Jehovah's Witnesses Must Pay $35M to Child Sexual Abuse Survivor, Jury Says
A jury in Montana has ruled that the Jehovah's Witnesses must pay $35 million to the victim of child sexual abuse after leaders who knew about the crime decided not to report it to authorities.
A judge will review the jury's decision, with the Watchtower Bible and Tract Society of New York expecting to appeal the guilty verdict, according to The Associated Press.
Neil Smith, attorney for the 21-year-old woman who accused the Jehovah's Witness of abuse and cover-up, said in a statement the jury's decision sends a message to churches that refuse to report abuse.
"Hopefully that message is loud enough that this will cause the organization to change its priorities in a way that they will begin prioritizing the safety of children so that other children aren't abused in the future," Smith said Thursday, according to the AP.
Two women, aged 32 and 21, both sued the religious group for allegedly failing to report their abuser to authorities, but instead opting to temporarily expel him until he repented.
The trial began earlier this month in the town of Thompson Falls. An attempt by the Jehovah's Witnesses to delay the trial was rejected by the Montana Supreme Court.
The Montana case is one of dozens of lawsuit that have been filed across the nation against the religious sect over the past decade, according to a story from the AP published earlier this month.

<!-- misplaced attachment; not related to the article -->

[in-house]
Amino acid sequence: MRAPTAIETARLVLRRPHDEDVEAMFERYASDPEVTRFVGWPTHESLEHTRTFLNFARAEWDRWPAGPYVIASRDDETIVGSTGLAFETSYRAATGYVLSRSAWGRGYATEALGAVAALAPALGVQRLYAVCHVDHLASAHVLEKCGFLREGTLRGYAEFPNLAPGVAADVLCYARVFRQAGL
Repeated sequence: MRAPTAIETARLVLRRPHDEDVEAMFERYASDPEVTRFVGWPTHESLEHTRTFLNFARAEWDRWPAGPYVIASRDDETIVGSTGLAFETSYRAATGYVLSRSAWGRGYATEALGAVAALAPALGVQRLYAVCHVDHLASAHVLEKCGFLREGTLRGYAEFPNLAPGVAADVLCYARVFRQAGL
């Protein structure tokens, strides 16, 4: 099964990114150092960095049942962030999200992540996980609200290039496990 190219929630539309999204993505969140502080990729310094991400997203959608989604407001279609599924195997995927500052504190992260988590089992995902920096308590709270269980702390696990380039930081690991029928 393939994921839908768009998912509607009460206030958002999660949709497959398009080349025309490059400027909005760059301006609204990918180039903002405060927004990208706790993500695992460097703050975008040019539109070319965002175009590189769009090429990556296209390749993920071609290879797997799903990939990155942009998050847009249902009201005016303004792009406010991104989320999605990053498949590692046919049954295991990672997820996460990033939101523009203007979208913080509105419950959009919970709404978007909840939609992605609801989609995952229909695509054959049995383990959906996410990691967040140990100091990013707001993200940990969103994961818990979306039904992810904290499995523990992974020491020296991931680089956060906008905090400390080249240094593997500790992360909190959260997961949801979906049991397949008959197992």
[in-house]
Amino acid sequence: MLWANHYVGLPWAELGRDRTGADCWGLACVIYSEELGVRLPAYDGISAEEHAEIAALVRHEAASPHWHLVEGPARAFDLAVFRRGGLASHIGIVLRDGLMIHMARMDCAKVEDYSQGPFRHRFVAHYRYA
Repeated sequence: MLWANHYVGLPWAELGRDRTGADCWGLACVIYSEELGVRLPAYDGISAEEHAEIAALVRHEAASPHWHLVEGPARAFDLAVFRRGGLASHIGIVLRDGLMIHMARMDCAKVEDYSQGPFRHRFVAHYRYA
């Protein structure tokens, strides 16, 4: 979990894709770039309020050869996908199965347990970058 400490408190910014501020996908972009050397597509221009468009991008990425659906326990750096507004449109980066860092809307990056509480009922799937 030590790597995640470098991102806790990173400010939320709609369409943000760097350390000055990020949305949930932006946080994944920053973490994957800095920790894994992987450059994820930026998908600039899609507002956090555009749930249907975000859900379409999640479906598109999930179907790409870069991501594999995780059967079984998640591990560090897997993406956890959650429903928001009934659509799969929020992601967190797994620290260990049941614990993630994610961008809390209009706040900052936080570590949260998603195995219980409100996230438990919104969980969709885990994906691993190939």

"It appears to be a widespread issue within the Jehovah's Witnesses," said attorney Devin Storey, whose law firm has handled many of these cases, the AP reports. "Less is being reported than should be."
The decision comes months after notable actress Leah Remini, who gained headlines for her leaving the Church of Scientology, announced her plans to launch a special about abuse within the Jehovah's Witnesses, according to the Hollywood Reporter.
"Remini will produce a special for A&E that focuses on Jehovah's Witnesses, to air during a break following season three of the Emmy-winning 'Leah Remini: Scientology and the Aftermath'," the entertainment news publication reported, citing unnamed sources.
"The religion, while based on biblical teachings, has come under fire for some practices such as ousting or shunning members who have dissenting views, refusing to participate in politics or government, not celebrating birthdays or Christmas, and for multiple predictions of Armageddon that have, obviously, yet to pan out."